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The Rohingya Sanitation Crisis Can’t Continue

After my experience seeing it firsthand, I will never take a toilet for granted again.

11/17/2017 12:29 EST | Updated 11/17/2017 12:32 EST
Tommy Trenchard/Oxfam
In Rohingya refugee camps in Bangladesh, people dig holes for as many as 10-15 families to use as makeshift toilets.

By Brittany Lambert

Access to a clean, working toilet is probably something you take for granted until suddenly you've gotta go and there's no bathroom in sight.

I came to that realization trekking through the difficult terrain of a Rohingya refugee camp in southern Bangladesh last week.

As the stench of a nearby latrine wafted over me, I hoped that I wouldn't need to use the toilet all day. Despite the scorching heat, I drank and ate as little as possible.

Later that evening, in the bathroom in the comfort of my hotel in Cox's Bazar, it really hit me. The 600,000 Rohingya refugees living in these camps don't have the luxury of waiting until they get back to a hotel room.

Just that day, I met Rajuma*, a 48-year-old grandmother lying alone under a tarpaulin at the very edge of the camp. Frail and tired, she told me she needed to stay near the dirty latrine because of severe diarrhea. She probably got sick from drinking contaminated water from a hole in the ground on her treacherous journey from Myanmar. There were no toilets along the way, and refugees like Rajuma were forced to make the impossible choice — drink contaminated water or die of dehydration.


Salahuddin Ahmed/Oxfam
Rajuma* stays on the edge of the refugee camp to be close to the latrine.

Nov. 19 is World Toilet Day, designated by the United Nations to draw attention to global sanitation issues. A staggering 4.5 billion people live without a household toilet.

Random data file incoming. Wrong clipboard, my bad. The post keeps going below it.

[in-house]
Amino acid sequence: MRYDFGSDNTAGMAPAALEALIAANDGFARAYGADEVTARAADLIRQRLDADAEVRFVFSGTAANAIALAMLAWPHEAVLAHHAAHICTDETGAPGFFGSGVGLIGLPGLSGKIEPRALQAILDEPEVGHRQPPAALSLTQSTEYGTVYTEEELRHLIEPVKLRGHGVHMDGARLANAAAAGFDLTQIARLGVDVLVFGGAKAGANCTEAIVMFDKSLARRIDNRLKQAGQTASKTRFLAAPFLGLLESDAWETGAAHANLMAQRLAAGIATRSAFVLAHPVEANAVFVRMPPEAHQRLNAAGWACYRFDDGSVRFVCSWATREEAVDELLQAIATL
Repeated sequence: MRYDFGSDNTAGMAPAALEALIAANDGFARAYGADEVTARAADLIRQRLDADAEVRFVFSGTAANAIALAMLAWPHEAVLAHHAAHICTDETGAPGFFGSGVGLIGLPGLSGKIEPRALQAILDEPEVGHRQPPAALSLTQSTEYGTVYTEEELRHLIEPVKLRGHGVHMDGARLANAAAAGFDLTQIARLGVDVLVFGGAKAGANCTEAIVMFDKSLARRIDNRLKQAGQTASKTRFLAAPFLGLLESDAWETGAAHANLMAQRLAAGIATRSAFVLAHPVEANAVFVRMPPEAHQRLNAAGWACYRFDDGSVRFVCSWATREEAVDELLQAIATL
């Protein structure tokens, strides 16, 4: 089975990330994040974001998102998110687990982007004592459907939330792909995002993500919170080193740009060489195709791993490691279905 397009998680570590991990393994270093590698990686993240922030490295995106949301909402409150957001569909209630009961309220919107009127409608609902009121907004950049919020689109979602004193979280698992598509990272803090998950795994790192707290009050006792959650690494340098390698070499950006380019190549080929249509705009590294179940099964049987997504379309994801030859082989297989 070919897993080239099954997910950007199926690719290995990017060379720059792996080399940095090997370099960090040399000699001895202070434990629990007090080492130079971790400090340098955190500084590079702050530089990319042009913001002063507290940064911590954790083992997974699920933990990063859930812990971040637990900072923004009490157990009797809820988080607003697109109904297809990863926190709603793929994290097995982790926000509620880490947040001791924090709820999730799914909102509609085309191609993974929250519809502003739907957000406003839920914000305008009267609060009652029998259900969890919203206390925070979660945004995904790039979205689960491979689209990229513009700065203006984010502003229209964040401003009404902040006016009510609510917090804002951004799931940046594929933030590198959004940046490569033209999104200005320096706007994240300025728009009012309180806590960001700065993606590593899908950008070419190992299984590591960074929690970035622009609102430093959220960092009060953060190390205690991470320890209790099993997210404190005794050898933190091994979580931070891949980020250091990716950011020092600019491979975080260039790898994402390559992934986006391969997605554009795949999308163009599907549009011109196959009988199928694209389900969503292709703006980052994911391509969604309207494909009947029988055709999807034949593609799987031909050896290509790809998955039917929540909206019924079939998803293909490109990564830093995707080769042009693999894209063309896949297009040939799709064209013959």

If ever there was a crisis that highlighted the urgency of this problem, this is it: hundreds of thousands of Rohingya men, women and children crammed into overcrowded camps with barely any toilets.

Some avoid drinking or eating to cut down trips to the toilet. Others resort to open defecation — a recipe for disaster in an environment where so many people are already sick. In many areas of the camps — especially on the outskirts — there are no latrines in sight. The toilets that have been installed fill up quickly and become unusable. Though many humanitarian organizations on the ground are working tirelessly to address urgent needs, the infrastructure for emptying latrines is not yet in place.

Even getting to these toilets is impossible for some. You have to navigate the steep, narrow, muddy footpaths connected by stairs chiselled into the clay hills, being careful not to slip on the precarious bamboo bridges perched over large mud puddles. On a dry day, it's a challenging hike. On a wet day, the risk of mudslides makes it downright dangerous.

Tommy Trenchard/Oxfam
A makeshift latrine in a Rohingya refugee camp in Bangladesh.

I try to imagine myself walking down these daunting paths in the pitch black to use a foul-smelling, overflowing latrine, not knowing who I might meet along the way, or if my children will be safe alone in the tent.

As a mother of two young girls, I simply can't.

A few days after meeting Rajuma, I visit Unchiprang camp. It is a more-established camp and I feel a glimmer of hope.

The conditions are still extremely difficult, but in the few months since the refugees arrived, humanitarian aid is already making a big difference.

In this camp, Oxfam is piloting BioFil latrines. Unlike other toilets, which quickly fill up and become unusable, these ones use worms to digest the fecal matter. This eliminates the smell and the need to empty them manually.

Oxfam is also working to ensure that there are separate toilets for men and women. For Rohingya women and girls, that means using the toilet with dignity and addressing the privacy and safety concerns of sharing unlocked toilets with men. Gender-designated toilets allow women and girls to have privacy during menstruation and a safe place to use sanitary products. Studies suggest that ensuring women and girls have access to gender-designated toilets also reduces the risk of sexual violence.

Salahuddin Ahmed / Oxfam
Oxfam's BioFil latrine in Unchiprang refugee camp in Bangladesh

After my experience seeing this crisis firsthand, I will never take a toilet for granted again. The Rohingya sanitation crisis can't wait any longer and we can make an immediate difference — starting with toilets.

When you consider the Canadian government is matching donations to registered charities raising money for the Rohingya crisis until Nov. 28, every dollar will have double the impact. If we all give what we can, just think of how many toilets that can lead to, and how many lives we can save.

*names have been changed to protect privacy

To donate to Oxfam Canada's Rohingya refugee crisis fund, click here.

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